- The Washington Times - Friday, February 24, 2006


Crude oil futures jumped 4 percent yesterday after a thwarted attack on a massive oil facility in Saudi Arabia rattled a market already jittery about supply disruptions in Nigeria and Iran’s nuclear ambitions.

Saudi Arabia is the world’s largest oil producer, with output of about 9.5 million barrels per day, or 11 percent of global consumption. The target of the attack, the Abqaiq oil complex in eastern Saudi Arabia, processes about two-thirds of the country’s oil before it is exported.

Suicide bombers in explosives-packed cars attacked the heavily guarded facility but were foiled when guards opened fire, detonating the vehicles and killing the attackers, Interior Ministry spokesman Lt. Gen. Mansour al-Turki said. The vehicles exploded outside the first of three fences around the sprawling complex.

Saudi Oil Minister Ali Naimi said the attack caused “a small fire” that was brought under control and that operations were not affected. But the incident heightened supply fears on world oil markets.

Light sweet crude for April surged to $63.25 a barrel before settling at $62.91, up $2.37, on the New York Mercantile Exchange.

While terror attacks are not new to Saudi Arabia — there were two highly publicized attacks against oil company offices and employee compounds in the spring of 2004 — analysts said yesterday’s action was noteworthy because of how close the perpetrators came to a facility integral to the flow of oil.

“It’s new in the sense that this is the boldest attempt to strike at the heart of a Saudi oil-production complex,” Eurasia Group analyst Antoine Halff said. “So far they had been confined to office buildings and housing units.

“At the same time, what this attack demonstrates is not just how much the oil is a target, but how prepared the Saudis are.”

UBS energy economist Jan Stuart said the market reaction was “measured” given the site’s prominence the ability of the attackers to get so close to it.

Aside from its total output, Saudi Arabia is a vital supplier to the global market because it is the only country with significant spare production capacity. If necessary, Saudi Arabia says it could quickly boost production by 1.5 million barrels a day.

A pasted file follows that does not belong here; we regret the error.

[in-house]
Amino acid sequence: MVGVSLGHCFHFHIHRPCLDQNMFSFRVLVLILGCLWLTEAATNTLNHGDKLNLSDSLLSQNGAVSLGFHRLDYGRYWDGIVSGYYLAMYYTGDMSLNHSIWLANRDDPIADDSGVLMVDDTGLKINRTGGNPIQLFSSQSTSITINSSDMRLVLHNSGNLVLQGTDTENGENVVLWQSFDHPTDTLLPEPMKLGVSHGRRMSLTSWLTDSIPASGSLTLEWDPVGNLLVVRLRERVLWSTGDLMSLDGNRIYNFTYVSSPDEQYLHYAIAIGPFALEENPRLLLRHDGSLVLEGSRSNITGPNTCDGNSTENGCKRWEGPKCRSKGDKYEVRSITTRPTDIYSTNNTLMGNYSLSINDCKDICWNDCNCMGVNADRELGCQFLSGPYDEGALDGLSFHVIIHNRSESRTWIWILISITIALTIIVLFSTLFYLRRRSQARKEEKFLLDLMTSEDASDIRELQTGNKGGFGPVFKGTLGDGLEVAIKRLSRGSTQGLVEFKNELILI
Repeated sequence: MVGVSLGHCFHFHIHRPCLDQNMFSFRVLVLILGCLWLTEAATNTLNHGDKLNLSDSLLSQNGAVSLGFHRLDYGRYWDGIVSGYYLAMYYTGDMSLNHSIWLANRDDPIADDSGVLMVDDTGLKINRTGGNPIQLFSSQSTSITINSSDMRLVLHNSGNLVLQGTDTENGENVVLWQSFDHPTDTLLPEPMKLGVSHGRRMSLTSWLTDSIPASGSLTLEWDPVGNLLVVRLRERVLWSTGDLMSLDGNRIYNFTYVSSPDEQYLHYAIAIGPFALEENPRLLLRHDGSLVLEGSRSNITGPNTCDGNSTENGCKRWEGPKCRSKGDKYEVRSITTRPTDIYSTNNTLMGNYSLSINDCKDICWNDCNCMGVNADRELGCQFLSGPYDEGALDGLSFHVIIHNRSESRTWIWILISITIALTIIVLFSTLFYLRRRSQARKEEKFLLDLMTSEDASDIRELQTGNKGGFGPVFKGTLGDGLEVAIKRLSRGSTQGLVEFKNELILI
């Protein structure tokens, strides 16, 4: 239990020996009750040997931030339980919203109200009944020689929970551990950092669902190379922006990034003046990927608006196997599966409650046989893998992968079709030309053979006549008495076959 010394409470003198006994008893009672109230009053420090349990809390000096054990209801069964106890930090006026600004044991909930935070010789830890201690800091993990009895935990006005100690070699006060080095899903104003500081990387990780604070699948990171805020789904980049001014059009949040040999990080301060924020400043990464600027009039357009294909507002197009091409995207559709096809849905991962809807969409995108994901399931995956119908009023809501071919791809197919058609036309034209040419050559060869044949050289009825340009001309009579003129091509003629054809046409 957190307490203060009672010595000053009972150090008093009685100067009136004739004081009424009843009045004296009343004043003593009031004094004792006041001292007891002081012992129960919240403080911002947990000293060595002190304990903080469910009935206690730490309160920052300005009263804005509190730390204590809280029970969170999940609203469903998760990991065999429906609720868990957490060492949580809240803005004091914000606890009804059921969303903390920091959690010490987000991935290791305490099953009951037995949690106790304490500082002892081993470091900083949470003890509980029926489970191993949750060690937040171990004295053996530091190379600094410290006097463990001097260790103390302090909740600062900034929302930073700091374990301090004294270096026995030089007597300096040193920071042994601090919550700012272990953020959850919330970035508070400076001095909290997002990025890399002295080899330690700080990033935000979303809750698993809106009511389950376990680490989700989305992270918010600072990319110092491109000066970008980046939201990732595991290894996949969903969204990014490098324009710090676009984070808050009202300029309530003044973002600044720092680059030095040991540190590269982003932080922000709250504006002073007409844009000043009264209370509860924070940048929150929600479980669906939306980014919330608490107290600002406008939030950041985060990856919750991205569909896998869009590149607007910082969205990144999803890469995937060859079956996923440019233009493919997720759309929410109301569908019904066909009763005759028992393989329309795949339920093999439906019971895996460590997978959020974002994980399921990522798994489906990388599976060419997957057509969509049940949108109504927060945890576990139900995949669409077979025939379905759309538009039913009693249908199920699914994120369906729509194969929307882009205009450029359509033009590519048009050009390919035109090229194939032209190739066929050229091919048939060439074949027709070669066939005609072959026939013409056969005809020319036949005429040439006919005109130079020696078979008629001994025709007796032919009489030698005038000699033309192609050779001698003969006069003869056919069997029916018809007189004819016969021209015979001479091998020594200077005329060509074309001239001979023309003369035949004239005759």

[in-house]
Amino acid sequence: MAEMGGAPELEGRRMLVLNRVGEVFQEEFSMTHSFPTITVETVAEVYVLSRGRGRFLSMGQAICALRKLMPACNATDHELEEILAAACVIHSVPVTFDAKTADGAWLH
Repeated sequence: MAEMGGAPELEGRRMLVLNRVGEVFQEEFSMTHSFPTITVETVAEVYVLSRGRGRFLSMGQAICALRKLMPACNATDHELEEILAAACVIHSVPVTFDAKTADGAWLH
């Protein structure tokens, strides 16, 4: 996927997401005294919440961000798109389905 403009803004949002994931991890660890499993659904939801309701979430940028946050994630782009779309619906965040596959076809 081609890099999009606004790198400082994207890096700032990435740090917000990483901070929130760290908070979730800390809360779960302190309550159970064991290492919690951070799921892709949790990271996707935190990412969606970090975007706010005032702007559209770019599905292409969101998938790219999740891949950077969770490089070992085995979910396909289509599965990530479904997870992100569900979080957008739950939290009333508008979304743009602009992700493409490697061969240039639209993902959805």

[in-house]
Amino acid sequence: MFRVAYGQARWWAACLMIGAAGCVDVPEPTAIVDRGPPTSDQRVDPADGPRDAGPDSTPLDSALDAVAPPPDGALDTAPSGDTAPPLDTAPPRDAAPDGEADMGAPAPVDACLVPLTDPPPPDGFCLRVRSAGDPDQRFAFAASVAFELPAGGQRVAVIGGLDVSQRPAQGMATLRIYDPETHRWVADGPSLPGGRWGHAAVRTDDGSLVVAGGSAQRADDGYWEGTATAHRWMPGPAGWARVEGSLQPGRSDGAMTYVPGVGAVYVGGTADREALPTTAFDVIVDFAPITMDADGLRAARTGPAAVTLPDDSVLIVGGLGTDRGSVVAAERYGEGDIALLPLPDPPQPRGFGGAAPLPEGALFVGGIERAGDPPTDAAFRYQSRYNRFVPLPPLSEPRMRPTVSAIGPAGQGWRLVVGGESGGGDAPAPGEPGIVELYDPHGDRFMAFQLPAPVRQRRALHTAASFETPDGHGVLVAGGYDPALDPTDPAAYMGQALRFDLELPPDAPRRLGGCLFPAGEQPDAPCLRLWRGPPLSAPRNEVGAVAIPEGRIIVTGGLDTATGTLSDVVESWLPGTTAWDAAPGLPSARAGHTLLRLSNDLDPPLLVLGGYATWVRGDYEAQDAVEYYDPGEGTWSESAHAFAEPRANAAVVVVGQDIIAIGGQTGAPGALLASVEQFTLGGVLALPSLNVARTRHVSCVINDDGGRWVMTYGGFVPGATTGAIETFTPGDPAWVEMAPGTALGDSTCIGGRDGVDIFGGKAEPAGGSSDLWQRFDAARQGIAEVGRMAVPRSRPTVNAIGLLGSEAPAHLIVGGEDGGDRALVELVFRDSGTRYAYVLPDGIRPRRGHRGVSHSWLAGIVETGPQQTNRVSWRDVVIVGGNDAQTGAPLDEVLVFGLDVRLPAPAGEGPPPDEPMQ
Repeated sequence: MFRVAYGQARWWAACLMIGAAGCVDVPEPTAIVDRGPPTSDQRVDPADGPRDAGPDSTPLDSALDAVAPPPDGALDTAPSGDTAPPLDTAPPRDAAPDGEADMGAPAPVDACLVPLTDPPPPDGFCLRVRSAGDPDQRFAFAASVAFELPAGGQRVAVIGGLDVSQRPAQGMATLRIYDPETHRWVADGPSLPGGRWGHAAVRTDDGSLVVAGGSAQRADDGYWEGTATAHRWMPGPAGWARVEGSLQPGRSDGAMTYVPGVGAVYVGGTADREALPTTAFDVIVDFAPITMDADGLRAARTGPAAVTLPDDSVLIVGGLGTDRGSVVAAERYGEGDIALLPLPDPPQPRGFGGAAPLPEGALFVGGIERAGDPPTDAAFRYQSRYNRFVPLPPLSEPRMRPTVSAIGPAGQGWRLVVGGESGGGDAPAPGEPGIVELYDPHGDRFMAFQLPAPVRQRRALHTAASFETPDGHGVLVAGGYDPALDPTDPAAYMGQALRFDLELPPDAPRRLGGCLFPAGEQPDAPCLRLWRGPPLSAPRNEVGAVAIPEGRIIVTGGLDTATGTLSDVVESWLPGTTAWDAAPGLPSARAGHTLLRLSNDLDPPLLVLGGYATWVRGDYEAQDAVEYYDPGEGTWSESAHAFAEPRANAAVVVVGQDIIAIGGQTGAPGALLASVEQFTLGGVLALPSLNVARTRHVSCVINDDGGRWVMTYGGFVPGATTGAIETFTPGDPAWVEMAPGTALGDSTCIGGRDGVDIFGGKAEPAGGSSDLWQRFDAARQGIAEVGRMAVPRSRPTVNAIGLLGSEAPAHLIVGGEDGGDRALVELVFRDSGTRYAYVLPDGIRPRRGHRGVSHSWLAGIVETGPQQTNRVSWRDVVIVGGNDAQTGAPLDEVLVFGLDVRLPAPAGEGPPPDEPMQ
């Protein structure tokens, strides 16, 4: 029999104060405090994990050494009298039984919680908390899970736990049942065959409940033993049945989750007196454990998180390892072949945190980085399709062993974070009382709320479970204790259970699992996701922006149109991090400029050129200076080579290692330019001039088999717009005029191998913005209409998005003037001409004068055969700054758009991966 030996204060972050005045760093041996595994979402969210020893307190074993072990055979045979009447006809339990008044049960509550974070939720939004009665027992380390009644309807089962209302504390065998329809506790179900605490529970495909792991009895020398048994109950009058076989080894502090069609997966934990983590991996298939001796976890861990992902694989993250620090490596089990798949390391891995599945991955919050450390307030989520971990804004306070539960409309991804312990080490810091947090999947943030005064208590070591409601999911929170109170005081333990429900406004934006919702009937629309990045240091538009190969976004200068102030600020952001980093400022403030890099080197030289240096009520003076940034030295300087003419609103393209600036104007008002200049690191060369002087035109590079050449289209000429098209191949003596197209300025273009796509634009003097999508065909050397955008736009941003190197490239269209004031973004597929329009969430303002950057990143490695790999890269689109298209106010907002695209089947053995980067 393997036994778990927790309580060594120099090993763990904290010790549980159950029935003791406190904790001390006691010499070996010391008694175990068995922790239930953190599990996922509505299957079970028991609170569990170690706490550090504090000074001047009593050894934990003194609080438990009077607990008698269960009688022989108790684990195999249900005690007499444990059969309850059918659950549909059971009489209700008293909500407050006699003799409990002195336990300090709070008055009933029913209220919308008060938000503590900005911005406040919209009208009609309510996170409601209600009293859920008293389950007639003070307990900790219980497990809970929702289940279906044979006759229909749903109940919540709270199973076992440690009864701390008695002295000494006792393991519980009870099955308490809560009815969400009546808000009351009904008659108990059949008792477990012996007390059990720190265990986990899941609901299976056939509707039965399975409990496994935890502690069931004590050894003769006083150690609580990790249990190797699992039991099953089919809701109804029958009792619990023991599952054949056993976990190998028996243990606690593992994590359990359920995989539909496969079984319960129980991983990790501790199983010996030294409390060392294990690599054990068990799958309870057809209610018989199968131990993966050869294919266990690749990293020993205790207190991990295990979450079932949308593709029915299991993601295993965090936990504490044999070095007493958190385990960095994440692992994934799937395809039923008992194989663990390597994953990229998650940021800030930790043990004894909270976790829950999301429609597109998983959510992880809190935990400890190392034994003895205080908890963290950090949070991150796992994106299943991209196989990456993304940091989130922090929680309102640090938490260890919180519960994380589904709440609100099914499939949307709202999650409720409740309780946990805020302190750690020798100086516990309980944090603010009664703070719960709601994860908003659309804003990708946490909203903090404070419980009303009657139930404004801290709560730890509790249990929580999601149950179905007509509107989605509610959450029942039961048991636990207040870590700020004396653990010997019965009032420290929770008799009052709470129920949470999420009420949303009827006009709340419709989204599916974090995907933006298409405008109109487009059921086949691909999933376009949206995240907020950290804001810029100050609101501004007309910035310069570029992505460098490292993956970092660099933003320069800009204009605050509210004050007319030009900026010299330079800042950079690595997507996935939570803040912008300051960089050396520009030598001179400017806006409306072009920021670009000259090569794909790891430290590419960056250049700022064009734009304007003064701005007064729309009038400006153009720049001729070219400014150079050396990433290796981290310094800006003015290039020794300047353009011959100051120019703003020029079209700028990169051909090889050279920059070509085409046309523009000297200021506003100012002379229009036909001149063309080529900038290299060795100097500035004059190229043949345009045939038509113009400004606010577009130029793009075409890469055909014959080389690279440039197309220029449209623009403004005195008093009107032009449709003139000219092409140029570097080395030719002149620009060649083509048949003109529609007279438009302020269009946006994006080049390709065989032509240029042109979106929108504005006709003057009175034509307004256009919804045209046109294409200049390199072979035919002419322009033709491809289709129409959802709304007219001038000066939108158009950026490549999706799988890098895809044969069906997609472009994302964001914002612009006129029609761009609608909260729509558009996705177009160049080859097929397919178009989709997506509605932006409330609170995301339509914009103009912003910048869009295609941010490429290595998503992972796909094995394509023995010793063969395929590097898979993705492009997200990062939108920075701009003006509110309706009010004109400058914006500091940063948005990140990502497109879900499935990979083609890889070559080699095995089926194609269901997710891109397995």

No other country could add meaningful output to offset an unexpected disruption. The emergency supply of last resort would be the 4 billion barrels of stocks that the International Energy Agency lays claim to.

Oil prices had started the day higher as persistent concerns over Nigerian supply disruptions and Iran’s nuclear program overshadowed U.S. government data showing gains in domestic crude supplies.

Oil prices spiked earlier in the week on news that Nigerian militants attacked a pipeline switching station operated by Royal Dutch Shell PLC and a boat they claimed housed Nigerian military personnel. That, and an earlier attack, forced Shell to halt the flow of about 455,000 barrels a day.

Nigeria is Africa’s leading oil exporter and the United States’ fifth-largest supplier, usually exporting 2.5 million barrels daily.

Traders also remain concerned over the situation in Iran, which has offered the International Atomic Energy Agency, the United Nations’ nuclear watchdog, information on a secret project that U.S. intelligence has linked to a potential nuclear arms program, two diplomats said yesterday.

Iran is the second-largest oil producer in the Organization of Petroleum Exporting Countries, and analysts worry that sanctions or any other actions the West might take against Tehran could disrupt the flow of oil there.

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